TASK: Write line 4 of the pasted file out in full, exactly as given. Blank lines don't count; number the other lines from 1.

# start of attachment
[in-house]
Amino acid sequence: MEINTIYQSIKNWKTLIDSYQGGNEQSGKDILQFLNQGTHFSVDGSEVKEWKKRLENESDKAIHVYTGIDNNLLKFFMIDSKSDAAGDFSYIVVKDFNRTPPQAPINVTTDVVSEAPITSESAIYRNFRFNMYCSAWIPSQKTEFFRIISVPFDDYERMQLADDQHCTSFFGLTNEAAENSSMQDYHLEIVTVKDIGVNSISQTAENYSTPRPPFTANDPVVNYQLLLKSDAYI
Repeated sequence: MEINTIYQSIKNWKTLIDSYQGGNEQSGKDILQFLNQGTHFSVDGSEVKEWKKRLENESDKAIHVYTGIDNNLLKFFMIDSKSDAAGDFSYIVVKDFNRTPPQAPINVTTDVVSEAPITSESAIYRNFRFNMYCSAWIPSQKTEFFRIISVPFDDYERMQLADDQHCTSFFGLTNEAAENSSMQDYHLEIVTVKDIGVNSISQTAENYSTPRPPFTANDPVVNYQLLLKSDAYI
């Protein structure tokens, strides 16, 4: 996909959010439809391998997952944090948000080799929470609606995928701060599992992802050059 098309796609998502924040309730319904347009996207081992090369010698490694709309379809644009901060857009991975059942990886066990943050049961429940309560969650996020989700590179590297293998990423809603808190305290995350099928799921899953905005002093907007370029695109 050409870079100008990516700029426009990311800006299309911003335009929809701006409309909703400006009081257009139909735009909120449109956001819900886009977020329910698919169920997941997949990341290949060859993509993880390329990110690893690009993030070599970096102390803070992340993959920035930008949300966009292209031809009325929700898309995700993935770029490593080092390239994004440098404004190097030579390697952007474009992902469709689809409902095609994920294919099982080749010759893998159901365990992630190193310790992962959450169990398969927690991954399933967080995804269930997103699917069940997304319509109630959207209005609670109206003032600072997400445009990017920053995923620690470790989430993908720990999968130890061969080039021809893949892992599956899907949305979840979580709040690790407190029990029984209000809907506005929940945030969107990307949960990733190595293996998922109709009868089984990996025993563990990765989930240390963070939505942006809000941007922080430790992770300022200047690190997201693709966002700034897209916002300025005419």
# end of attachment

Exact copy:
């Protein structure tokens, strides 16, 4: 996909959010439809391998997952944090948000080799929470609606995928701060599992992802050059 098309796609998502924040309730319904347009996207081992090369010698490694709309379809644009901060857009991975059942990886066990943050049961429940309560969650996020989700590179590297293998990423809603808190305290995350099928799921899953905005002093907007370029695109 050409870079100008990516700029426009990311800006299309911003335009929809701006409309909703400006009081257009139909735009909120449109956001819900886009977020329910698919169920997941997949990341290949060859993509993880390329990110690893690009993030070599970096102390803070992340993959920035930008949300966009292209031809009325929700898309995700993935770029490593080092390239994004440098404004190097030579390697952007474009992902469709689809409902095609994920294919099982080749010759893998159901365990992630190193310790992962959450169990398969927690991954399933967080995804269930997103699917069940997304319509109630959207209005609670109206003032600072997400445009990017920053995923620690470790989430993908720990999968130890061969080039021809893949892992599956899907949305979840979580709040690790407190029990029984209000809907506005929940945030969107990307949960990733190595293996998922109709009868089984990996025993563990990765989930240390963070939505942006809000941007922080430790992770300022200047690190997201693709966002700034897209916002300025005419």